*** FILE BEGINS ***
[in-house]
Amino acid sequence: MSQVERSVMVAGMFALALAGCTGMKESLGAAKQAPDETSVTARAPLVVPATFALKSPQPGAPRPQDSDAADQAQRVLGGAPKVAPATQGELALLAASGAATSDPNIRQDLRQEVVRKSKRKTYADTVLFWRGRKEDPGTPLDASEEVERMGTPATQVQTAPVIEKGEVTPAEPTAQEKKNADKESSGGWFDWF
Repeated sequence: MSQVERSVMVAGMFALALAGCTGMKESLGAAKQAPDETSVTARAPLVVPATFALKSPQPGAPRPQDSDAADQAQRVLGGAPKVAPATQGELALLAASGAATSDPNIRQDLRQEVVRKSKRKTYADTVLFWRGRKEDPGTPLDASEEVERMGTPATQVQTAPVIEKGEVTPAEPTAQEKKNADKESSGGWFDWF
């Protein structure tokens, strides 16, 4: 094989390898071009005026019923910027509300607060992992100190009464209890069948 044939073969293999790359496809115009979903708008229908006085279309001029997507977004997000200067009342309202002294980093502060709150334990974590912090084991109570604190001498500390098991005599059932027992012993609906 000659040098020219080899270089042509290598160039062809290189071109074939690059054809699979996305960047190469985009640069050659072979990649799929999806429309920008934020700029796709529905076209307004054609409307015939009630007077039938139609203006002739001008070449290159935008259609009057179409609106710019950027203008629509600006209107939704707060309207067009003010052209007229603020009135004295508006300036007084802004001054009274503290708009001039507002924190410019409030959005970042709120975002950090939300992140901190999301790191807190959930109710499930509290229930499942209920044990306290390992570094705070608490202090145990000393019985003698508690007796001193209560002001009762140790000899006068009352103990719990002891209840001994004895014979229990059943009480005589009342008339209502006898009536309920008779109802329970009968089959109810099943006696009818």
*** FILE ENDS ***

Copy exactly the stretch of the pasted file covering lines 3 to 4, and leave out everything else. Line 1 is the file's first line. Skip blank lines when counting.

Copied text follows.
Repeated sequence: MSQVERSVMVAGMFALALAGCTGMKESLGAAKQAPDETSVTARAPLVVPATFALKSPQPGAPRPQDSDAADQAQRVLGGAPKVAPATQGELALLAASGAATSDPNIRQDLRQEVVRKSKRKTYADTVLFWRGRKEDPGTPLDASEEVERMGTPATQVQTAPVIEKGEVTPAEPTAQEKKNADKESSGGWFDWF
């Protein structure tokens, strides 16, 4: 094989390898071009005026019923910027509300607060992992100190009464209890069948 044939073969293999790359496809115009979903708008229908006085279309001029997507977004997000200067009342309202002294980093502060709150334990974590912090084991109570604190001498500390098991005599059932027992012993609906 000659040098020219080899270089042509290598160039062809290189071109074939690059054809699979996305960047190469985009640069050659072979990649799929999806429309920008934020700029796709529905076209307004054609409307015939009630007077039938139609203006002739001008070449290159935008259609009057179409609106710019950027203008629509600006209107939704707060309207067009003010052209007229603020009135004295508006300036007084802004001054009274503290708009001039507002924190410019409030959005970042709120975002950090939300992140901190999301790191807190959930109710499930509290229930499942209920044990306290390992570094705070608490202090145990000393019985003698508690007796001193209560002001009762140790000899006068009352103990719990002891209840001994004895014979229990059943009480005589009342008339209502006898009536309920008779109802329970009968089959109810099943006696009818």